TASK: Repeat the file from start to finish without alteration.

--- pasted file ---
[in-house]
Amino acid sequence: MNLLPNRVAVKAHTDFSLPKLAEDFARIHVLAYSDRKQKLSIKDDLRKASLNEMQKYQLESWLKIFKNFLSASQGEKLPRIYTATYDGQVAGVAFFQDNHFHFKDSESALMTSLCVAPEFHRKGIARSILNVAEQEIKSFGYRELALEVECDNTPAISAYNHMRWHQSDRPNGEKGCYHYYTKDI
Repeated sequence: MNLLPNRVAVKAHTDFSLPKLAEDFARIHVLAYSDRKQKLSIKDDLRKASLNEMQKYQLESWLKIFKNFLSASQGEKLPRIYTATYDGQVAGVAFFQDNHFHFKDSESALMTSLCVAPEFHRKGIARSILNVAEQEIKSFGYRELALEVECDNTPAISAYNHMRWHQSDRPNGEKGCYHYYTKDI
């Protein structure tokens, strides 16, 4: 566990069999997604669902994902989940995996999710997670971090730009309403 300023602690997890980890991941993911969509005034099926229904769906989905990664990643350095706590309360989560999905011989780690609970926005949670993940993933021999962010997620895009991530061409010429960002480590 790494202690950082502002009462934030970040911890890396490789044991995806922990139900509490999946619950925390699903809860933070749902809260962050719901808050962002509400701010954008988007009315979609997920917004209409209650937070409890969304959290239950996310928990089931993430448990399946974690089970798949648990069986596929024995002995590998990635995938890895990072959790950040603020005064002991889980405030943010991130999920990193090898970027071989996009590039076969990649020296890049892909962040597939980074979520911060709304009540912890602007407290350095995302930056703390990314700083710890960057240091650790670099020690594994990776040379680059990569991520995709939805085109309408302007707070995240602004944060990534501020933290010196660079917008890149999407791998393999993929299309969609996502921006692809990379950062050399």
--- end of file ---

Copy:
[in-house]
Amino acid sequence: MNLLPNRVAVKAHTDFSLPKLAEDFARIHVLAYSDRKQKLSIKDDLRKASLNEMQKYQLESWLKIFKNFLSASQGEKLPRIYTATYDGQVAGVAFFQDNHFHFKDSESALMTSLCVAPEFHRKGIARSILNVAEQEIKSFGYRELALEVECDNTPAISAYNHMRWHQSDRPNGEKGCYHYYTKDI
Repeated sequence: MNLLPNRVAVKAHTDFSLPKLAEDFARIHVLAYSDRKQKLSIKDDLRKASLNEMQKYQLESWLKIFKNFLSASQGEKLPRIYTATYDGQVAGVAFFQDNHFHFKDSESALMTSLCVAPEFHRKGIARSILNVAEQEIKSFGYRELALEVECDNTPAISAYNHMRWHQSDRPNGEKGCYHYYTKDI
């Protein structure tokens, strides 16, 4: 566990069999997604669902994902989940995996999710997670971090730009309403 300023602690997890980890991941993911969509005034099926229904769906989905990664990643350095706590309360989560999905011989780690609970926005949670993940993933021999962010997620895009991530061409010429960002480590 790494202690950082502002009462934030970040911890890396490789044991995806922990139900509490999946619950925390699903809860933070749902809260962050719901808050962002509400701010954008988007009315979609997920917004209409209650937070409890969304959290239950996310928990089931993430448990399946974690089970798949648990069986596929024995002995590998990635995938890895990072959790950040603020005064002991889980405030943010991130999920990193090898970027071989996009590039076969990649020296890049892909962040597939980074979520911060709304009540912890602007407290350095995302930056703390990314700083710890960057240091650790670099020690594994990776040379680059990569991520995709939805085109309408302007707070995240602004944060990534501020933290010196660079917008890149999407791998393999993929299309969609996502921006692809990379950062050399």